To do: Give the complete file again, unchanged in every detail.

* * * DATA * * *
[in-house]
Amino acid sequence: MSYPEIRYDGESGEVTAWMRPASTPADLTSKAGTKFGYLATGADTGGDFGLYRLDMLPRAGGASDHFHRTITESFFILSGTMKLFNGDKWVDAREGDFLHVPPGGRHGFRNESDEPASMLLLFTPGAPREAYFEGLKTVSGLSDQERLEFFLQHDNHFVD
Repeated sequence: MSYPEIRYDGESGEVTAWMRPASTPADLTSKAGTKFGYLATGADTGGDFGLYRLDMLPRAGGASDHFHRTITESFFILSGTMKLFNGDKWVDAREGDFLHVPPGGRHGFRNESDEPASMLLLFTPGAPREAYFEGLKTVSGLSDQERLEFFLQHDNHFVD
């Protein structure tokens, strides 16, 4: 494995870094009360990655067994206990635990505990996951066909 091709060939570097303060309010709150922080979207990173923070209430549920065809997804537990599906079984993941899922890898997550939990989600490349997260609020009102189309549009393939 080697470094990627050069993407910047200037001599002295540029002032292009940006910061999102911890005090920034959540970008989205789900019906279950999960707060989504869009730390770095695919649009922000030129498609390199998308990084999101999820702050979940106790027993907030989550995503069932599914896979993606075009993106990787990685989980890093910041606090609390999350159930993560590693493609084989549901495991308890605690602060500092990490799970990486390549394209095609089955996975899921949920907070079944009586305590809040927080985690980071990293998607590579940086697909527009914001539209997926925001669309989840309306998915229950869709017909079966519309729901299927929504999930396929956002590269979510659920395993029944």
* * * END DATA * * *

[in-house]
Amino acid sequence: MSYPEIRYDGESGEVTAWMRPASTPADLTSKAGTKFGYLATGADTGGDFGLYRLDMLPRAGGASDHFHRTITESFFILSGTMKLFNGDKWVDAREGDFLHVPPGGRHGFRNESDEPASMLLLFTPGAPREAYFEGLKTVSGLSDQERLEFFLQHDNHFVD
Repeated sequence: MSYPEIRYDGESGEVTAWMRPASTPADLTSKAGTKFGYLATGADTGGDFGLYRLDMLPRAGGASDHFHRTITESFFILSGTMKLFNGDKWVDAREGDFLHVPPGGRHGFRNESDEPASMLLLFTPGAPREAYFEGLKTVSGLSDQERLEFFLQHDNHFVD
């Protein structure tokens, strides 16, 4: 494995870094009360990655067994206990635990505990996951066909 091709060939570097303060309010709150922080979207990173923070209430549920065809997804537990599906079984993941899922890898997550939990989600490349997260609020009102189309549009393939 080697470094990627050069993407910047200037001599002295540029002032292009940006910061999102911890005090920034959540970008989205789900019906279950999960707060989504869009730390770095695919649009922000030129498609390199998308990084999101999820702050979940106790027993907030989550995503069932599914896979993606075009993106990787990685989980890093910041606090609390999350159930993560590693493609084989549901495991308890605690602060500092990490799970990486390549394209095609089955996975899921949920907070079944009586305590809040927080985690980071990293998607590579940086697909527009914001539209997926925001669309989840309306998915229950869709017909079966519309729901299927929504999930396929956002590269979510659920395993029944």